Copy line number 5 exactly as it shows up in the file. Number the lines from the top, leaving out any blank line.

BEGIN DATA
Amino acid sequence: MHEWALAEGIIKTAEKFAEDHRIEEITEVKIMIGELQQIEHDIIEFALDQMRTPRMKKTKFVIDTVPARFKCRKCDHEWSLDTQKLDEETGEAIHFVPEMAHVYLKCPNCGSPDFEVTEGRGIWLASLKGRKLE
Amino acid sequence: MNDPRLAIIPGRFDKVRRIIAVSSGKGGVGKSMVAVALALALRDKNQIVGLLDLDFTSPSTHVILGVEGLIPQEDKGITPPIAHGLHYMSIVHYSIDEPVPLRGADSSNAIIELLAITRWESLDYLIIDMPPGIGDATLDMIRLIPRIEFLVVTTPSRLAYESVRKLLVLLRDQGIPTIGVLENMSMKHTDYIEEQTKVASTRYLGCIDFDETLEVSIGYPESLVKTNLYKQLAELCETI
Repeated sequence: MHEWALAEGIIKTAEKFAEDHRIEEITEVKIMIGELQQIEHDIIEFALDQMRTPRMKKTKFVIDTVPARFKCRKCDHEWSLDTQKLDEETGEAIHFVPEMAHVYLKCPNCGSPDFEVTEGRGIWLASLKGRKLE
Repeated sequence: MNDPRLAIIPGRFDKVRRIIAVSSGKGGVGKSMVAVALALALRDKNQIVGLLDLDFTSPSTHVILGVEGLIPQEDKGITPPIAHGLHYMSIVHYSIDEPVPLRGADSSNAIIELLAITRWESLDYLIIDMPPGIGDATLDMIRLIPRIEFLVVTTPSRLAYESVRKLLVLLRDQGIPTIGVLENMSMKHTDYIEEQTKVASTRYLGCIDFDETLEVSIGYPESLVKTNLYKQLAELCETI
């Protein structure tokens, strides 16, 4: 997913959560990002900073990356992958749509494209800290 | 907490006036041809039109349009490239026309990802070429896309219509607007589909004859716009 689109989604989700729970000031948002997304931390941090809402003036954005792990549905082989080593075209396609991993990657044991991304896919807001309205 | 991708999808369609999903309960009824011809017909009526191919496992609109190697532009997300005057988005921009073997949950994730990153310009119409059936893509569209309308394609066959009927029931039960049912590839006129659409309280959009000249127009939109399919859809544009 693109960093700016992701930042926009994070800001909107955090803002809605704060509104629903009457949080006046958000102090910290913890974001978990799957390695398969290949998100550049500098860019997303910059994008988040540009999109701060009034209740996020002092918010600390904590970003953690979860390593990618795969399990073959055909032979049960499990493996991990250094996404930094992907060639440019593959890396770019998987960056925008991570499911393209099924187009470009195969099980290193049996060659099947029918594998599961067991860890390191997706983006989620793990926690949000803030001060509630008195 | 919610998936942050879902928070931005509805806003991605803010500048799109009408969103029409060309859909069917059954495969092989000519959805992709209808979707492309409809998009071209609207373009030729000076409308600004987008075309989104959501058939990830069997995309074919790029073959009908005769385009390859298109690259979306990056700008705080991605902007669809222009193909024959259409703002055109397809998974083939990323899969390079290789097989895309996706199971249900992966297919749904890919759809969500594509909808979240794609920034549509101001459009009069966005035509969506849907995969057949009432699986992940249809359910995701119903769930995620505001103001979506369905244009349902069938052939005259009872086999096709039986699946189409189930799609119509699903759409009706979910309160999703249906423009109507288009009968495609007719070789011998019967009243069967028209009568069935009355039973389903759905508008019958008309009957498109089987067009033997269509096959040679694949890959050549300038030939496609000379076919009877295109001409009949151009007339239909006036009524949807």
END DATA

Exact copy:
């Protein structure tokens, strides 16, 4: 997913959560990002900073990356992958749509494209800290 | 907490006036041809039109349009490239026309990802070429896309219509607007589909004859716009 689109989604989700729970000031948002997304931390941090809402003036954005792990549905082989080593075209396609991993990657044991991304896919807001309205 | 991708999808369609999903309960009824011809017909009526191919496992609109190697532009997300005057988005921009073997949950994730990153310009119409059936893509569209309308394609066959009927029931039960049912590839006129659409309280959009000249127009939109399919859809544009 693109960093700016992701930042926009994070800001909107955090803002809605704060509104629903009457949080006046958000102090910290913890974001978990799957390695398969290949998100550049500098860019997303910059994008988040540009999109701060009034209740996020002092918010600390904590970003953690979860390593990618795969399990073959055909032979049960499990493996991990250094996404930094992907060639440019593959890396770019998987960056925008991570499911393209099924187009470009195969099980290193049996060659099947029918594998599961067991860890390191997706983006989620793990926690949000803030001060509630008195 | 919610998936942050879902928070931005509805806003991605803010500048799109009408969103029409060309859909069917059954495969092989000519959805992709209808979707492309409809998009071209609207373009030729000076409308600004987008075309989104959501058939990830069997995309074919790029073959009908005769385009390859298109690259979306990056700008705080991605902007669809222009193909024959259409703002055109397809998974083939990323899969390079290789097989895309996706199971249900992966297919749904890919759809969500594509909808979240794609920034549509101001459009009069966005035509969506849907995969057949009432699986992940249809359910995701119903769930995620505001103001979506369905244009349902069938052939005259009872086999096709039986699946189409189930799609119509699903759409009706979910309160999703249906423009109507288009009968495609007719070789011998019967009243069967028209009568069935009355039973389903759905508008019958008309009957498109089987067009033997269509096959040679694949890959050549300038030939496609000379076919009877295109001409009949151009007339239909006036009524949807």